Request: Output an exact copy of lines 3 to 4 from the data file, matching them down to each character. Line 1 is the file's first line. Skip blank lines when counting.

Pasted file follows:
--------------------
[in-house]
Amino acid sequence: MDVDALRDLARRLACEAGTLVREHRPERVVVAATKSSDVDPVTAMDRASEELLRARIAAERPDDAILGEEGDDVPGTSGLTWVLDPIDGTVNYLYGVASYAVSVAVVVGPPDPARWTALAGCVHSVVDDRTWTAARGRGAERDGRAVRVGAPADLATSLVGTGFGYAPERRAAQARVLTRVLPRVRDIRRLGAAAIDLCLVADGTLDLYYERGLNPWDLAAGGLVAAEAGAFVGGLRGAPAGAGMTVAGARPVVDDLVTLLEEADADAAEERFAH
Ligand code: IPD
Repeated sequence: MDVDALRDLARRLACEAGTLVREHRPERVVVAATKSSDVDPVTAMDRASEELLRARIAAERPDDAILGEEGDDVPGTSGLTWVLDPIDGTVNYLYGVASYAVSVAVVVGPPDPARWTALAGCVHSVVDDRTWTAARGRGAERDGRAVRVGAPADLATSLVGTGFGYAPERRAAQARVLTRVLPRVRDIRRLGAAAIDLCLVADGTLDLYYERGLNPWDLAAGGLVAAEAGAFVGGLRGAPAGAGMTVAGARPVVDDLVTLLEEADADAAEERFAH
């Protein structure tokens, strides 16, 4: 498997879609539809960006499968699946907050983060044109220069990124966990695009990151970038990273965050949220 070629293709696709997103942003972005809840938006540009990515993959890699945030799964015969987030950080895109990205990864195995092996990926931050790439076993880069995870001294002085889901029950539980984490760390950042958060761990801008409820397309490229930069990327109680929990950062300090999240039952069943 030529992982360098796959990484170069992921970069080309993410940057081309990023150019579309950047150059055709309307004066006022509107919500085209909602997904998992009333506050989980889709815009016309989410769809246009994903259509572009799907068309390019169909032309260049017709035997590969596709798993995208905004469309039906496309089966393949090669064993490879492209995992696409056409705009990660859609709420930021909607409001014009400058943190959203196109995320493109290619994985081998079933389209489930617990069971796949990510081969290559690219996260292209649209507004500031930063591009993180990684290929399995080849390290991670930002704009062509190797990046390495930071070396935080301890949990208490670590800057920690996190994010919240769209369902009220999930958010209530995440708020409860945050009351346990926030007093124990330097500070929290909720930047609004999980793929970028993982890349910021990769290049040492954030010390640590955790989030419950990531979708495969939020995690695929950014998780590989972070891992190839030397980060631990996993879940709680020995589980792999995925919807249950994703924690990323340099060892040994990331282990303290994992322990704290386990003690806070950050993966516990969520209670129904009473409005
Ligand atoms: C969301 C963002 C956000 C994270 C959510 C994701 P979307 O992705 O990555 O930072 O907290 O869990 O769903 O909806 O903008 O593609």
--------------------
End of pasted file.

Ligand code: IPD
Repeated sequence: MDVDALRDLARRLACEAGTLVREHRPERVVVAATKSSDVDPVTAMDRASEELLRARIAAERPDDAILGEEGDDVPGTSGLTWVLDPIDGTVNYLYGVASYAVSVAVVVGPPDPARWTALAGCVHSVVDDRTWTAARGRGAERDGRAVRVGAPADLATSLVGTGFGYAPERRAAQARVLTRVLPRVRDIRRLGAAAIDLCLVADGTLDLYYERGLNPWDLAAGGLVAAEAGAFVGGLRGAPAGAGMTVAGARPVVDDLVTLLEEADADAAEERFAH